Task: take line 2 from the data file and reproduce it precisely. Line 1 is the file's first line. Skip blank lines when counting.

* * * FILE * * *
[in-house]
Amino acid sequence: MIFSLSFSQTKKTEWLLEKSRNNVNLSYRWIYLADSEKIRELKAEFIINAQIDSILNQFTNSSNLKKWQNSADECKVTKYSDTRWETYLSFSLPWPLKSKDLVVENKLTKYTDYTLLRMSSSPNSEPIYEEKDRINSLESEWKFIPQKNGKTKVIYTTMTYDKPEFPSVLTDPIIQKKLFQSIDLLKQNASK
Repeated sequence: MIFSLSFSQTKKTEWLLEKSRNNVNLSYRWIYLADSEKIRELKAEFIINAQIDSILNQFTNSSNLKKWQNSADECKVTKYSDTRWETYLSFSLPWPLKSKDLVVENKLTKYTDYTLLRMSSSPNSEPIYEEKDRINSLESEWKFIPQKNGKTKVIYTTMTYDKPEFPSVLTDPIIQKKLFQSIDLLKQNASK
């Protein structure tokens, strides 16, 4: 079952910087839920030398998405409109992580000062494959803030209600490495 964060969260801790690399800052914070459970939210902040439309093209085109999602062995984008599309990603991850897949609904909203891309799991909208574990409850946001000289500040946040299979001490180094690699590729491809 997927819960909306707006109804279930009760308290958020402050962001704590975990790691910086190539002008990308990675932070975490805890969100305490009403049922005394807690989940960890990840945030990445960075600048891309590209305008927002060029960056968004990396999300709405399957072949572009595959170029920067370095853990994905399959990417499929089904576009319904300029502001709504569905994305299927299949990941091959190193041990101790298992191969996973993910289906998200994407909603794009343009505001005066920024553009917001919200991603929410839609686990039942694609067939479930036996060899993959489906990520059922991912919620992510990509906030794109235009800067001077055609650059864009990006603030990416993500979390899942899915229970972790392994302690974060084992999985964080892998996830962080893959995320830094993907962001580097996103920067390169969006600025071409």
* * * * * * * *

Amino acid sequence: MIFSLSFSQTKKTEWLLEKSRNNVNLSYRWIYLADSEKIRELKAEFIINAQIDSILNQFTNSSNLKKWQNSADECKVTKYSDTRWETYLSFSLPWPLKSKDLVVENKLTKYTDYTLLRMSSSPNSEPIYEEKDRINSLESEWKFIPQKNGKTKVIYTTMTYDKPEFPSVLTDPIIQKKLFQSIDLLKQNASK